Borderline personality disorder subtypes among hospitalized female adolescents

Carol Jeanne Faulkner, University of Rhode Island


Borderline personality disorder (BPD) is a complex diagnosis due in part to the heterogeneity among individuals with the disorder. Attempts have been made to develop subtypes within the classification in order to guide treatment and research with this population. An earlier study by this author suggested that subtypes could be identified among hospitalized female adolescents with BPD. While this population has a reputation for having difficult hospitalizations, earlier findings suggested that a small behaviorally problematic subgroup may be responsible for this negative reputation. The current study sought first to replicate these earlier findings by identifying two behavioral subgroups in a larger sample. Second, it sought to examine and compare the demographic, historical, diagnostic, and personality characteristics in the two groups. It was hypothesized that the behaviorally problematic patients would only differ from their non-problematic peers in their degree of interpersonal difficulties. 48 female adolescent inpatients with BPD served as subjects in the study. As predicted, most of these patients (41) showed few problematic behaviors during their hospital stays. A small group of seven patients (the index group) did display such behaviors. Results indicated that in most ways the two groups were similar, and did not support the hypothesis that the two groups could be well differentiated on the basis of degree of interpersonal difficulties. However, the small sample size, particularly of the index group, is likely to have seriously hindered an adequate testing of the hypothesis. Results suggested that female adolescents with BPD who have problematic hospitalizations are more likely to be in state custody, have a less submissive interpersonal style, are perceived by staff members as experiencing less emptiness, receive higher staff frustration ratings, and may have more critical degree of suicidality than their peers. These findings should be considered in future research. While it may be difficult to predict which female adolescents with BPD are likely to have behaviorally problematic hospitalizations, this study provides more evidence that most of these patients will not have problematic hospitalizations. The hope is that this knowledge may help decrease staff anxiety and dissemble the negative stigma associated with these patients. ^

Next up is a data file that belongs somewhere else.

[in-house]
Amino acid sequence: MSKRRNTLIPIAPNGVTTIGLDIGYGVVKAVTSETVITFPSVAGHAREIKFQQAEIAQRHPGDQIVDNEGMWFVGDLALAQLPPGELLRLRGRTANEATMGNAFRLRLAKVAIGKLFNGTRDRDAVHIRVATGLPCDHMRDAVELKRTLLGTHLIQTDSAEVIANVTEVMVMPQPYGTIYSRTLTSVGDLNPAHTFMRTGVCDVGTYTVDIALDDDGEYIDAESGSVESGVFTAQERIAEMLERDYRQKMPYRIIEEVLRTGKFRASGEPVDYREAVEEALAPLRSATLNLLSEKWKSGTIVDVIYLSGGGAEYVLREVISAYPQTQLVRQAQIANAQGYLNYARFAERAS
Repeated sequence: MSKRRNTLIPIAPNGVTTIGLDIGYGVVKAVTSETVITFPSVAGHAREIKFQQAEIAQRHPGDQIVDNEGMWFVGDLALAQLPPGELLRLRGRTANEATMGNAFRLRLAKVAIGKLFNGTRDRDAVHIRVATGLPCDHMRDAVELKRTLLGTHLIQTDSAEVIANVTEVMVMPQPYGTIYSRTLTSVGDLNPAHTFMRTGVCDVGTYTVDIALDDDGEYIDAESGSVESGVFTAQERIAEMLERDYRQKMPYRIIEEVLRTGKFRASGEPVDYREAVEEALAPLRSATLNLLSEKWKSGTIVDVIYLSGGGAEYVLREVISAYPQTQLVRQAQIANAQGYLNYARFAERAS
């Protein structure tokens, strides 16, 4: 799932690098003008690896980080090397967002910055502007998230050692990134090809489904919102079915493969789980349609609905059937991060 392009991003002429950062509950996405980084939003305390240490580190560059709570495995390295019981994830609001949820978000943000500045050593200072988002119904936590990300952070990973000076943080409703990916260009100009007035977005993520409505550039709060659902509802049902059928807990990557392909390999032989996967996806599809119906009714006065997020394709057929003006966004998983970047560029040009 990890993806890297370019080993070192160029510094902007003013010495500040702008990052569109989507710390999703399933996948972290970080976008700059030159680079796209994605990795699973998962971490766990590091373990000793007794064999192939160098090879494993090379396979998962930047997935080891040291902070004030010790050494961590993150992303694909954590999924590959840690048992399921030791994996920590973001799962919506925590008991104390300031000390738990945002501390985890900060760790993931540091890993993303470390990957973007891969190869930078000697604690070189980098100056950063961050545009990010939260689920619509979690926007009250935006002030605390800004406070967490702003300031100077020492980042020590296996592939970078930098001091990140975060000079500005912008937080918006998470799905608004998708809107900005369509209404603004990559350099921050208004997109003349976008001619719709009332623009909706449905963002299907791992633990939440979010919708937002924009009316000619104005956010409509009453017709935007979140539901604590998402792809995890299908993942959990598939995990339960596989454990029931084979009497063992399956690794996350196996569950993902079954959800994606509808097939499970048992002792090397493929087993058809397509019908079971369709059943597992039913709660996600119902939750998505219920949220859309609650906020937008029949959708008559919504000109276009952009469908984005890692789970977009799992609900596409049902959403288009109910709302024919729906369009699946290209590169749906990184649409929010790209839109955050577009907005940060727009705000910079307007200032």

Subject Area

Health Sciences, Mental Health|Women's Studies|Psychology, Clinical|Psychology, Personality

Recommended Citation

Carol Jeanne Faulkner, "Borderline personality disorder subtypes among hospitalized female adolescents" (1998). Dissertations and Master's Theses (Campus Access). Paper AAI9921547.